Immigrant Life in the U.S. brings together scholars from across the disciplines to examine diverse examples of immigration to the paradigmatic 'nation of immigrants'. The volume covers a wide range of time periods, ethnic and national groups, and places of immigration. Contemporary Chinese children brought to the U.S. through adoption, Mexican laborers hired to work in the mid-west in the 1930s, Indian computer programmers hired to work in California, and more, are examined in a series of chapters that show the great diversity of issues facing immigrants in the past and in the present.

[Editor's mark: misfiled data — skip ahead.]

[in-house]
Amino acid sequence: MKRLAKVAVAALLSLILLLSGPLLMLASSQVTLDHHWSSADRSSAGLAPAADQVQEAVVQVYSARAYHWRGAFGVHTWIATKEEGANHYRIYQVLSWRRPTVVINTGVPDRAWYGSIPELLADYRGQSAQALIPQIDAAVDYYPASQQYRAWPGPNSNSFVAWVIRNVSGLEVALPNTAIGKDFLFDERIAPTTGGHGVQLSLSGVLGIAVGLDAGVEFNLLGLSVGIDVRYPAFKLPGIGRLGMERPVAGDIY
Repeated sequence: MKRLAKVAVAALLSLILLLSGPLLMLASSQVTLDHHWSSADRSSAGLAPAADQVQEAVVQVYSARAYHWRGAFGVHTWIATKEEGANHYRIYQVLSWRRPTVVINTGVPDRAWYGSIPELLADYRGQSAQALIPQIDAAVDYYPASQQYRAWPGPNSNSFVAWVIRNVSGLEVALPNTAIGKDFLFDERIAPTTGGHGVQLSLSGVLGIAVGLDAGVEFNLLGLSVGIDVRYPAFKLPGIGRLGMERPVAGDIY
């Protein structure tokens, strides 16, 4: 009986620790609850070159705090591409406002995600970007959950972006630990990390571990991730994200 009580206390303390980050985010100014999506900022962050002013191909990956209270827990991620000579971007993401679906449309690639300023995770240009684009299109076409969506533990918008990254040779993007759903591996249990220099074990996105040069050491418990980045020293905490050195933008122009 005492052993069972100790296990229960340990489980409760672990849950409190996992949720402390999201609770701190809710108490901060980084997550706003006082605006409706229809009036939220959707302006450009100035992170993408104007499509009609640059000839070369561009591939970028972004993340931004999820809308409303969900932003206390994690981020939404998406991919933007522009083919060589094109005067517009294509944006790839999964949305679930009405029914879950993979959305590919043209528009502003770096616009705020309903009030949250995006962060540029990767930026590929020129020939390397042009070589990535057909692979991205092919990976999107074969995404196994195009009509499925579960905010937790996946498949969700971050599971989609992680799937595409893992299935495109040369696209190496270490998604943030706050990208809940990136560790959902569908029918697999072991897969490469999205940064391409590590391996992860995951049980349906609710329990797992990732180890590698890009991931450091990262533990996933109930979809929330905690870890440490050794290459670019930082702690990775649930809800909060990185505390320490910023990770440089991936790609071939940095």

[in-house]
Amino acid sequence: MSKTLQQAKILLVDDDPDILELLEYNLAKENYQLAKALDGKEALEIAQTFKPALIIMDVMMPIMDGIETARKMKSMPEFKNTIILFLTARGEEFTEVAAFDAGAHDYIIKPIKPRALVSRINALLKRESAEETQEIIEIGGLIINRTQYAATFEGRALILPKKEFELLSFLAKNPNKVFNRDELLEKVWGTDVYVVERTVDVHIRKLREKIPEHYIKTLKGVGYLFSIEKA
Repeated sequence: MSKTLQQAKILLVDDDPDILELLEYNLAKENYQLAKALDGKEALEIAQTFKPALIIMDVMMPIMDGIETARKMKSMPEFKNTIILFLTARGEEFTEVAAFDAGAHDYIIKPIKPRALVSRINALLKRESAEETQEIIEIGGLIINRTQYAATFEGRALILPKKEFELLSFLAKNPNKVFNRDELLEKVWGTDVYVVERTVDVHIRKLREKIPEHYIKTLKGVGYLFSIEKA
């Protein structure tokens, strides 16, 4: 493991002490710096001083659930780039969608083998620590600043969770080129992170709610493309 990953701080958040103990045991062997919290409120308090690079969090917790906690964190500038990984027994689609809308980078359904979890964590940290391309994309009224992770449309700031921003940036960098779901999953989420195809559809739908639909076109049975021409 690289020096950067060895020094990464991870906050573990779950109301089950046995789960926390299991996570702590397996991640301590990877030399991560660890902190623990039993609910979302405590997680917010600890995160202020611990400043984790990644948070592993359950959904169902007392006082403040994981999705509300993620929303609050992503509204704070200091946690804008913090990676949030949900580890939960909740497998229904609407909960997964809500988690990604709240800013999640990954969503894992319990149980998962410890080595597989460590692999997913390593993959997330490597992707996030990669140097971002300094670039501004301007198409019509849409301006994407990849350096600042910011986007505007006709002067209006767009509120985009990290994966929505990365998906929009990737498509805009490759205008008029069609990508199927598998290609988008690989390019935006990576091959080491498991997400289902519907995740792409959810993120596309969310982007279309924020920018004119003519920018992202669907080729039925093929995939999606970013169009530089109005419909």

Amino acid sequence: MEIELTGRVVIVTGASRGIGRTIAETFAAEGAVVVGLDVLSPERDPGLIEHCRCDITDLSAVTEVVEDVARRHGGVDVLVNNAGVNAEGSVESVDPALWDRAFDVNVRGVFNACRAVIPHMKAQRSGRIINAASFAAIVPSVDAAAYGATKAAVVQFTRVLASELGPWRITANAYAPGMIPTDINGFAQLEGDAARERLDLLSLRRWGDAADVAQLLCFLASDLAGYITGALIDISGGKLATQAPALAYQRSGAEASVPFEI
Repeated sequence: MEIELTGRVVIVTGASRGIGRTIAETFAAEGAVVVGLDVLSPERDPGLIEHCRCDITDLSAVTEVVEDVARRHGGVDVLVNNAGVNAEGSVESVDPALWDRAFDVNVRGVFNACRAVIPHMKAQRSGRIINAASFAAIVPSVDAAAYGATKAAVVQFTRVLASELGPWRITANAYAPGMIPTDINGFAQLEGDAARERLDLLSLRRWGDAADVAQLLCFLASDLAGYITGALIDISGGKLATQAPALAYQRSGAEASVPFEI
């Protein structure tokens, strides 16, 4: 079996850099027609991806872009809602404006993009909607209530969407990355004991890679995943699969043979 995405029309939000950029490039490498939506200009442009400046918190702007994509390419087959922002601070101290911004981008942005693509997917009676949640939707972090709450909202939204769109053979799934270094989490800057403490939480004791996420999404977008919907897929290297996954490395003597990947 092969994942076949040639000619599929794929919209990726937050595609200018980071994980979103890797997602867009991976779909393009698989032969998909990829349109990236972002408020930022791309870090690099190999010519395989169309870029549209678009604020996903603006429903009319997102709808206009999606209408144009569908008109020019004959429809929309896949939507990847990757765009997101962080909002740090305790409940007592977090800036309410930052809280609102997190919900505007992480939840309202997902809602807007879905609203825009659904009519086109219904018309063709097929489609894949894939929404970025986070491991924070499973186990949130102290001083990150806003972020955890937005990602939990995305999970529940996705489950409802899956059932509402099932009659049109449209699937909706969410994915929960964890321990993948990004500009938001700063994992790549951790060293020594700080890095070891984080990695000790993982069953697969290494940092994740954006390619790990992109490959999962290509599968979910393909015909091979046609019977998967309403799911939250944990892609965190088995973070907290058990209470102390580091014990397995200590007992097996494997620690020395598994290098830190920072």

This book emphasizes the complex tapestry that is the everyday experience of life as an immigrant and turns a critical eye on the place of globalization in the everyday life of immigrants. The contrasts it draws between past and present demonstrate the continued salience of national and ethnic identities while also describing how migrants can live almost simultaneously in two countries.
This book will be of essential interest to advanced students and researchers of Sociology, History, Ethnic Studies and American Studies.